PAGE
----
Milk and Honey by Rupi Kaur

A few months ago, I started to follow Rupi Kaur on Instagram after hearing lots of good things about her writing. I enjoyed reading her posts but wanted to get a better overview of what her writing would be like in print so I was pleased when I was given a copy of Milk and Honey for my birthday earlier this year. Having read it now, I can understand why there was so much hype about it: it is definitely unique as a collection of poetry, tackling issues that feel very real and personal to Kaur. However, I see it less as a ground-breaking collection and more as the promise of great potential: I look forward to seeing how Kaur has grown as a writer when her next book is released later this year.

Milk and Honey is divided into four sections: ‘the hurting’; ‘the loving’; ‘the breaking’; and ‘the healing’. Kaur brings the readers through these parts of her life, in a seemingly loosely chronological narrative that describes the growth she has experienced in her life. Whilst the collection is made up primarily of poetry, there are a few texts that are more prose than poetry; I thought this to be an interesting decision, particularly since it reminded me of some of the pieces I had read during the Creative Non-Fiction module I took at University. Kaur’s strong poetic voice transforms easily into prose that maintains the rhythm key to a poetry collection.

Kaur has a natural poetic voice that many poets would envy. Her poems read as personal pleas and confessions to the reader, not out of place in a collection that she labels as her ‘heart’ (‘a love letter from me to you’); this all serves to make the collection an easy read, simply a matter of enjoying the writing. I had enjoyed reading Kaur’s poetry on Instagram so I was pleased to see how well she manages to maintain her unique tone in her longer pieces.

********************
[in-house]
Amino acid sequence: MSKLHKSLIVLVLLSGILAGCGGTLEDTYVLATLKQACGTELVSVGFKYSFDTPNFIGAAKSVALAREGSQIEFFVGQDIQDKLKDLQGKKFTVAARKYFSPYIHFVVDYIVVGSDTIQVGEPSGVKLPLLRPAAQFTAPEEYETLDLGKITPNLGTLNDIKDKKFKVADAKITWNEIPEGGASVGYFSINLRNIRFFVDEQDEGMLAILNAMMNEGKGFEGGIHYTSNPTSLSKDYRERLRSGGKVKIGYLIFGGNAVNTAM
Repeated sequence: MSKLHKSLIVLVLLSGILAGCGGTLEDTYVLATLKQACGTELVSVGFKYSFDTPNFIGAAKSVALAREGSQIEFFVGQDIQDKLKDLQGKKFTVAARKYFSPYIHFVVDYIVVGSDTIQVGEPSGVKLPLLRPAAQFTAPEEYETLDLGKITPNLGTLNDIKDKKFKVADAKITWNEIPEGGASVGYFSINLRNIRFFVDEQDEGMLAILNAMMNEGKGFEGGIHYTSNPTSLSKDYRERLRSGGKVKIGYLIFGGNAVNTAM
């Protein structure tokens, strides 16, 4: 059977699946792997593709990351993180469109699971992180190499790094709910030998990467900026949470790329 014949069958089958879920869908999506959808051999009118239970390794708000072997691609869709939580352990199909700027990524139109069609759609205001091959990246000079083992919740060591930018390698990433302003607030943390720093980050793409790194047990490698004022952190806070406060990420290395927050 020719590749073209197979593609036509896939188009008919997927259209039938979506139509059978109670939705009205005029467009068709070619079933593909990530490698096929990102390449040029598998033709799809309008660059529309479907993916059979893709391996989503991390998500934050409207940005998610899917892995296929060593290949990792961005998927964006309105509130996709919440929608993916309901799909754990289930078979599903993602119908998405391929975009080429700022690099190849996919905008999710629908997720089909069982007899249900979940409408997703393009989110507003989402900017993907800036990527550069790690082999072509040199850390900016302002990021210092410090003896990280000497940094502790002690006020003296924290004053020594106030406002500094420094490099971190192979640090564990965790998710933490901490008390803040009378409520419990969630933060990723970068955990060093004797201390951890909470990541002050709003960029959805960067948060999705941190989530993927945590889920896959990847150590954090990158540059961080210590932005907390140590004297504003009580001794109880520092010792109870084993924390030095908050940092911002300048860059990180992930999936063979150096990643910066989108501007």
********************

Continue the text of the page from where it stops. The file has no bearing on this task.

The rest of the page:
Whilst I enjoyed most of this collection, I have to say that some of the writing was too sexually explicit for my tastes. There were points in the collection where I could see that there was a purpose to this explicitness: particularly in the opening section (‘the hurting’), Kaur is making a strong personal stand against sexual assault. However, for the most part I found myself needing to flip past several poems that were just too sex-orientated for me. That may be a personal preference, but at times it felt somewhat unnecessary to the overall collection.

Having read Loop of Jade and Milk and Honey around the same time, I can’t help but compare them a little. Whilst both collections feel very contemporary, including a wide range of freeform poetry, I think it is clear that Kaur is the less experienced writer. Kaur’s writing is raw and full of potential, but it is often a little too on-the-nose in the execution of it. Howe’s writing is no less personal than Kaur, but there is a sophistication in Loop of Jade that leaves just enough off the page to intrigue the reader with the spaces. I’m looking forward to seeing how both poets grow in the future.

This was an enjoyable collection of poetry that I am glad to have read. I like the rhythm and tone of Kaur’s writing and particularly appreciated how clearly structured the whole collection was. With the skeleton of those four sections, Kaur is able to tell a very personal narrative that would not have been so clear otherwise. She has already released the structure of her next book on Instagram and it looks to be just as carefully compiled as this one, which can only be a good thing. This is a collection I would recommend (with a caution of its sometimes explicit nature) particularly to those who would not usually read poetry. Kaur’s writing has already brought more people into an enjoyment of poetry and I think Milk and Honey is a good place to start.


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